The first post on a new blog always feels weird. Am I meant to be trying to set a tone, or outline parameters, or provide some sort of justification for why this blog exists and why people might be interested in reading it, or just get stuck into writing some thoughts?

Today is my own father’s birthday. It’s also the day after Father’s Day here in Scotland. Yesterday, my wife and 14-month old daughter took me out to lunch. Thinking that the restaurants would be booked-out with families celebrating Father’s Day, we pre-booked a place. In spite it being a great place that’s usually packed for lunch, we were the only one’s there. Of course, there may be a plethora of reasons for this that I don’t want to list here, but it does make one wonder what is going on and whether it is indicative of broader trends in our society.

And then this morning, I began the day with reading some discouraging and frightening statistics. Of course, for better or worse, statistics can’t tell the whole story, but they can reveal something. In this case, some disturbing trends:

  • On Mother’s Day the most phone calls are made. On Father’s Day the most collect phone calls are made.
  • In the last twenty years the percentage of single dads has more than doubled, from 10% to 23% of all single-parent households.
  • And this from today’s Time magazine:

Worldwide, 10% to 40% of children grow up in households with no father at all. In the U.S., more than half of divorced fathers lose contact with their kids within a few years. By the end of 10 years, as many as two-thirds of them have drifted out of their children’s lives. According to a 1994 study by the Children’s Defense Fund, men are more likely to default on a child-support payment (49%) than a used-car payment (3%). Even fathers in intact families spend a lot less time focused on their kids than they think: in the U.S. fathers average less than an hour a day (up from 20 minutes a few decades ago), usually squeezed in after the workday.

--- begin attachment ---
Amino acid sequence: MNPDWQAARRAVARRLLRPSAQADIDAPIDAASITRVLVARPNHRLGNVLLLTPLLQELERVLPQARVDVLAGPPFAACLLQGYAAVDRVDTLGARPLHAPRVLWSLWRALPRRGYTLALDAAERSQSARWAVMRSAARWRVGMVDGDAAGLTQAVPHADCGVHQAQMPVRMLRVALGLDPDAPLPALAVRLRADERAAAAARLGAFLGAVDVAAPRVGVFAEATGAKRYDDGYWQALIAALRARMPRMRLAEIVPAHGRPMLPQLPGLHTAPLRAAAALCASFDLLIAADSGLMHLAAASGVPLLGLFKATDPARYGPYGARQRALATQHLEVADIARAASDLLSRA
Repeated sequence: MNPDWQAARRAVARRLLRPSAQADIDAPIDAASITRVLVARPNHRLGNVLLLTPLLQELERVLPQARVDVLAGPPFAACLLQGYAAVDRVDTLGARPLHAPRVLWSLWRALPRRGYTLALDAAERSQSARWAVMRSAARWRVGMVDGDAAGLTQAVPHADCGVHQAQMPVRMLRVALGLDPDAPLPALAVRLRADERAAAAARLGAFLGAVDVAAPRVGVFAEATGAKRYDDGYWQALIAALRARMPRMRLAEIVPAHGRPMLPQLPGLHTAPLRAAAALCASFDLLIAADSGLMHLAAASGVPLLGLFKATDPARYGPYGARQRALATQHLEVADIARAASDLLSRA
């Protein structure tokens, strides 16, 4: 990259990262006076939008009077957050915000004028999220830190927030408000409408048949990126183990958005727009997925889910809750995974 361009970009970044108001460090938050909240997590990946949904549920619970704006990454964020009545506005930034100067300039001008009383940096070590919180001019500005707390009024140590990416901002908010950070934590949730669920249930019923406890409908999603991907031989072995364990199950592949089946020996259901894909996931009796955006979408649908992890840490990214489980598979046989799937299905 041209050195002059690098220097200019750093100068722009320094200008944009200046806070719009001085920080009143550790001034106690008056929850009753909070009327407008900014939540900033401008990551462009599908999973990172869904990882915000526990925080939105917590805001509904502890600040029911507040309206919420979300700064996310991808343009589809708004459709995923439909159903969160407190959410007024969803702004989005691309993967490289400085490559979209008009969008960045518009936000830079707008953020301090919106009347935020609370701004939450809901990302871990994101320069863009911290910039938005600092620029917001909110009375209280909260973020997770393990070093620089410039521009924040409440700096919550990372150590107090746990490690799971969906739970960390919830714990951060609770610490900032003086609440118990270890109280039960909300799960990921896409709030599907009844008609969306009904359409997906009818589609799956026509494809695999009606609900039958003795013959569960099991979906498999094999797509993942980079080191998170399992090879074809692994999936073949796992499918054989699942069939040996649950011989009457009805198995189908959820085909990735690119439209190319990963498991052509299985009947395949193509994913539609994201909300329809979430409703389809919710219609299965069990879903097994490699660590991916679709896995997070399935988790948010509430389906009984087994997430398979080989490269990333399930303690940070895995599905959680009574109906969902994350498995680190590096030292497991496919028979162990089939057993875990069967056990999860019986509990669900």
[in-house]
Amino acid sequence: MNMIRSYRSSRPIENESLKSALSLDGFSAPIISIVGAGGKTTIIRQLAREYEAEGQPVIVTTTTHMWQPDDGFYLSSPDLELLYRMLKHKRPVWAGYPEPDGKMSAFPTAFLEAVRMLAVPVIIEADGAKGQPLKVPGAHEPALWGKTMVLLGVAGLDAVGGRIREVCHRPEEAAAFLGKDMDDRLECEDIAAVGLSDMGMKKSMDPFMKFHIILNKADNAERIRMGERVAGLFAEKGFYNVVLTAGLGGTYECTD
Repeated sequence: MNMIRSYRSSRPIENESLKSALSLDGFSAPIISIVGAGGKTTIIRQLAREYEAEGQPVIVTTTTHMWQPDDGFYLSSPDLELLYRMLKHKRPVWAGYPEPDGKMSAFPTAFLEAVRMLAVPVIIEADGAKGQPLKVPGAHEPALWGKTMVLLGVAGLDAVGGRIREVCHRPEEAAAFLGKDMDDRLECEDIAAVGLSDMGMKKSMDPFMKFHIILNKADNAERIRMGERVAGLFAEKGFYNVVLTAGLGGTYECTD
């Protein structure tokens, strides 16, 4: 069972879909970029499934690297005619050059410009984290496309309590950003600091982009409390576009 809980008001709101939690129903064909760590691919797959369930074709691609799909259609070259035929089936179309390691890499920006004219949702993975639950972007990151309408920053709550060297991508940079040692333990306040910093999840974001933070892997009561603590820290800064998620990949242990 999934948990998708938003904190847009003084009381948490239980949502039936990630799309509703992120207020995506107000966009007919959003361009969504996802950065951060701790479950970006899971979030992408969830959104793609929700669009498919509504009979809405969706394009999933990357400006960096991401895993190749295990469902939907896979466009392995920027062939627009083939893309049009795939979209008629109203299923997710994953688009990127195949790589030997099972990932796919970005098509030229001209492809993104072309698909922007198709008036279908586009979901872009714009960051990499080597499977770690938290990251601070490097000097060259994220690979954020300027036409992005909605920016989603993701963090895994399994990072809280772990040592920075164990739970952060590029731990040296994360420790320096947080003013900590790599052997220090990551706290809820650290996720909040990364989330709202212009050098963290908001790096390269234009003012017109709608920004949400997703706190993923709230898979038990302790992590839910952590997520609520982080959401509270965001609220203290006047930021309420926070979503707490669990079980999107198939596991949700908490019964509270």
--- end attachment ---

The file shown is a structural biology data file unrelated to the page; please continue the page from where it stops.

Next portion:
In Australia, the figure of about 4.5 minutes per day has been cited. OUCH!

Whichever group of statistics and studies you believe (see, for example here or here), the almost unanimous consensus is that dad’s are important. This blog exists to do one thing: encourage dads in their dadding – biological dads, stepdads, single dads, all dads. It’s not about a men’s movement, nor about undermining the role of mothers. It’s about the irreplaceable gift that fathering is – to kids, to mums, to society, to dads – not only when the kids are at home, but before they get there and after they leave.

An Israeli study found that the more frequently a father visited the hospital of an infant who is prematurely born, the more rapidly the infant gained weight and the more quickly the infant was able to leave the hospital. U.S. studies show that by the age of six months, the more children have contact with dad, the higher their levels of mental competence and psycho-motor functioning, and the greater their level of trust and friendliness.

So what I hope to do with this blog is to pass on stories, books, sites, films, music and ideas that I find around the traps that encourage me with my dadding. I’m pretty new at this dad thing. I really hope that others might be encouraged to contribute what they find useful or otherwise and have learnt – or are learning – along the way. None of us are experts. Nor, do I suspect, do any of us want to be. We want to be good dads … whatever it takes.

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